Obama maligns doctors, police in anemic health care presser

Posted on July 23, 2009

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In a prime-time press conference yesterday that President Obama hoped would bolster support for his plans for health care reform, the President gave a weak performance that was short on details and gave little in the way of new information. The press conference was the lowest-rated thus far for Obama, and he used his time to go after a few groups of people.

In a bizarre section of his remarks, Obama went after doctors, using the example of tonsillectomies to supposedly illustrate that it’s doctors and their unnecessary tests that are driving up the cost of health care:

Right now, doctors a lot of times are forced to make decisions based on the fee payment schedule that’s out there. … The doctor may look at the reimbursement system and say to himself, ‘You know what? I make a lot more money if I take this kid’s tonsils out. Now, that may be the right thing to do, but I’d rather have that doctor making those decisions just based on whether you really need your kid’s tonsils out or whether it might make more sense just to change; maybe they have allergies. Maybe they have something else that would make a difference.

So according to the analysis of the President (who, according to his diagnosis, must have medical training), it’s not malpractice lawsuits, health insurance premiums, or the intrinsic cost of medical tests that are responsible for the high cost of health care – it’s those greedy doctors who just want to order the most expensive test possible! Those greedy doctors! Obama will make ’em pay!

The assertion is an absurd one. Doctors and nurses don’t make medical decisions based on fee structure, they make them on behalf of the patient. Health insurance providers might make decisions on how to reimburse based on fee structures, but to malign caregivers as predatory vultures out to make a buck is a shameful manipulation of the public and a false characterization of the hard work of so many in the health care field.

The President didn’t stop there. One of the hard-hitting journalists in the White House Press Corps, rather than pressing the President about dismal CBO scoring of the health care plan, the crisis in Honduras, nuclear weapons in Iran, or a whole host of other more relevant issues, served Obama a softball about the arrest of Harvard professor Henry Louis Gates, Jr. The quick version is that police, acting on a phone call from a neighbor who saw two men trying to break into Gates’ home, arrived and confronted Gates, eventually placing him under arrest. The President, after saying he didn’t know the facts in the case, promptly said the Cambridge police “acted stupidly.”

Mr. President, if you don’t know all the facts, perhaps you should preclude on passing judgment. Delving into the story deeper, the police version says that Gates was immediately belligerent when the police showed up, shouting that they were questioning him simply because he was “a black man in America.” Gates continued to shout at the officer who would eventually arrest him, Sgt. James Crowley, saying “You don’t know who you’re messing with,” asking several times for the officer’s badge number and shouting over the officer’s responses. When Crowley asked Gates to come outside, Gates replied, “Ya, I’ll speak to your mama outside” and proceeded to continue shouting at the officer as he followed him outside. Now in public, Crowley warned Gates a few times before handcuffing him for disorderly conduct.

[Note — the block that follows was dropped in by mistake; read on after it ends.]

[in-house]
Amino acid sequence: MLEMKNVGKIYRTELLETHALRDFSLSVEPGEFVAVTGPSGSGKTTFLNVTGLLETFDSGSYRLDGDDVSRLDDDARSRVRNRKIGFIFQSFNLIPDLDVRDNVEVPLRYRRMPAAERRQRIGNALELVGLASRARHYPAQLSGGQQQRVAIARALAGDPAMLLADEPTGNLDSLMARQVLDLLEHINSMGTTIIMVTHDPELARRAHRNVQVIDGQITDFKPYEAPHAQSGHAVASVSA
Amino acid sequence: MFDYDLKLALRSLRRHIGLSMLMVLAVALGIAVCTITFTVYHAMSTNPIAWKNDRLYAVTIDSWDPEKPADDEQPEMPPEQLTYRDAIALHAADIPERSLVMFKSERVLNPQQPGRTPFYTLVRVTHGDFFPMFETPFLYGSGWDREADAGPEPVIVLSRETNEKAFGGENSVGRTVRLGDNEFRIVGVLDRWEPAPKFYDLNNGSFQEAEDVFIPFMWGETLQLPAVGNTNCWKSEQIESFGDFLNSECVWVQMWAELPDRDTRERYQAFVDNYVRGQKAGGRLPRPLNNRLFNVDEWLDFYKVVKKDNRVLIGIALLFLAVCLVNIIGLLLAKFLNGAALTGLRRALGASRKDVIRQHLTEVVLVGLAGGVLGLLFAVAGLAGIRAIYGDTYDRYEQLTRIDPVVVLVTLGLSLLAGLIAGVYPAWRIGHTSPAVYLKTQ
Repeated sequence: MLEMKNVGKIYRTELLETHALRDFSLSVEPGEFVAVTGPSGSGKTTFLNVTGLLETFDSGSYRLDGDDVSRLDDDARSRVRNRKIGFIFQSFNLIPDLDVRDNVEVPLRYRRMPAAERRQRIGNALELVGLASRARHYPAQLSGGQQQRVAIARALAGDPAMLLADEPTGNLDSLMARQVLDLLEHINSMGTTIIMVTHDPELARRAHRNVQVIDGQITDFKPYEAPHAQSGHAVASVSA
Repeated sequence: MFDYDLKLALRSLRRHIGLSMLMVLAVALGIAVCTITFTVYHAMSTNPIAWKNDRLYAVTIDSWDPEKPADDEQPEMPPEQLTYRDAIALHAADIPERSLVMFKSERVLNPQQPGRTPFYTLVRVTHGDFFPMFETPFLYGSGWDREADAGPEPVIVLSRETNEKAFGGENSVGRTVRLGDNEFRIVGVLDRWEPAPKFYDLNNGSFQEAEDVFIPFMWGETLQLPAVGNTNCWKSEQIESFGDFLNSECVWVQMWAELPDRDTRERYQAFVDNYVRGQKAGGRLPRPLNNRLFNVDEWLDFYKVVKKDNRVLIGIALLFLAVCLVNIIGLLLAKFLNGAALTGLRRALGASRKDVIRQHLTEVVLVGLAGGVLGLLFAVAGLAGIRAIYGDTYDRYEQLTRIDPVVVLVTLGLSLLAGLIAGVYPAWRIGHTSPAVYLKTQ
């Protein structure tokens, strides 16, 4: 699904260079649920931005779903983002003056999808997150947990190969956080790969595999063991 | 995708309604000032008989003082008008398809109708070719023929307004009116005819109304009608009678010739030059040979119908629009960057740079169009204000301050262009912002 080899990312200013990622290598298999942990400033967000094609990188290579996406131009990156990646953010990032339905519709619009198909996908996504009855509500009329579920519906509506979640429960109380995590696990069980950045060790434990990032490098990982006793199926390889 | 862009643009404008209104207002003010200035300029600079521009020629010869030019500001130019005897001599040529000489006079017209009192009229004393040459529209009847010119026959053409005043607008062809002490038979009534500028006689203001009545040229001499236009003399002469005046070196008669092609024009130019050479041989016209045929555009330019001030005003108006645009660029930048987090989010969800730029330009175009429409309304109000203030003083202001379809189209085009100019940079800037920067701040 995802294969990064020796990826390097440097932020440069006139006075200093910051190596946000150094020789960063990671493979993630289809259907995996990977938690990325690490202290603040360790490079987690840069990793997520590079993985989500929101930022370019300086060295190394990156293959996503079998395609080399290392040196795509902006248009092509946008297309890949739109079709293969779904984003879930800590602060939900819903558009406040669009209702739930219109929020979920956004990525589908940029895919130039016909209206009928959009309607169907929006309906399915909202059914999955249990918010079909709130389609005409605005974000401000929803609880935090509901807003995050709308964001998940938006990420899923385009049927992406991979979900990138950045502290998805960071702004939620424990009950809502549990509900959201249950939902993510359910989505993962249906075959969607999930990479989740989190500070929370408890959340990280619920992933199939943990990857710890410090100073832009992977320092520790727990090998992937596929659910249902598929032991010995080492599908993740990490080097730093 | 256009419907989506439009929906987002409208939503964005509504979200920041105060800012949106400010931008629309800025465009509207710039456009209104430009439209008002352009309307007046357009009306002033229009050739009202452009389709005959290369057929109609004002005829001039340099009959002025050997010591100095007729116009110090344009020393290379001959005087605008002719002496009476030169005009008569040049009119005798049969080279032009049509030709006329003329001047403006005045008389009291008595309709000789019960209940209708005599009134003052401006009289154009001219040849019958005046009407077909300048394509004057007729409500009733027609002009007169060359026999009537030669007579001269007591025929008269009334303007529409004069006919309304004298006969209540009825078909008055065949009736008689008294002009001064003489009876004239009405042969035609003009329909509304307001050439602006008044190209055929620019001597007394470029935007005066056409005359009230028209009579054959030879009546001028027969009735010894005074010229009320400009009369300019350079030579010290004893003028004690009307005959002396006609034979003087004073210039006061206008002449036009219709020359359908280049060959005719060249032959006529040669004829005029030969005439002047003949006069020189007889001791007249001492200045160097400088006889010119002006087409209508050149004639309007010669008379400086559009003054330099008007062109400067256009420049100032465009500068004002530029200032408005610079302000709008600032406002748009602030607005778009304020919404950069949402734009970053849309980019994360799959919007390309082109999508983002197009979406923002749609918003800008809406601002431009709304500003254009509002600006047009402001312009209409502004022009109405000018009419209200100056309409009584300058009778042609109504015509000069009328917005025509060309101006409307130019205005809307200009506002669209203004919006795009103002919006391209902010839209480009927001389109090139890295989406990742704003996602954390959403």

Does race play a factor in interactions between police and blacks? In some cases, yes, but from what I’ve seen, this wasn’t one of those cases. Indeed, if the police report is accurate, it would seem that Gates was the one who acted in a racially motivated manner. But rather than speak with prudent caution about a case he admittedly knew little about, Obama had a knee-jerk reaction to side against the police. I’m not saying it’s the greatest controversy ever, but Obama should have kept his mouth shut. It’s no surprise that the Fraternal Order of Police condemned Obama’s comment, along with comedian Bill Cosby.

The long and the short of it all is that Obama failed to make a compelling case for government-run health care. Indeed, he really didn’t answer much of the criticism at all, and pooh-poohed charges that he was jamming legislation through with little consideration, giving the cheesy justification,”I’m in a rush because I’m getting clobbered by letters of people concerned about their health care.”

His effort also did little to sway those in Congress as Speaker Nancy Pelosi and Senate Majority Leader Harry Reid today indicated they would hold off further debate until the fall. Reid even gave the suprising reasoning of “It’s better to have a product based on quality and thoughtfulness rather than try to jam something through.” (Heads up from MM) Sheesh, better late than never, I guess, but that kind of thinking would have been helpful when the stimulus and cap-and-trade were jammed through.

Is the health care debate Obama’s Waterloo, as Sen. Jim DeMint suggested? If so, he’s failing badly as more Americans become deeply skeptical of his plan, not due to any Republican media campaign, but due to the murky nature of the plan itself and the expensive nature of the government-run public option that Obama has stated he wants to implement. His anemic performance should finally put to rest any claims of Obama as the greatest orator in American history. Is he great giving campaign-style speeches with soaring rhetoric? Sure, but so would Denzel Washington or Johnny Depp. That makes them good communicators, but not gifted politicians or skilled leaders.

(Image credit: AP via CBS News)

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Posted in: News, Politics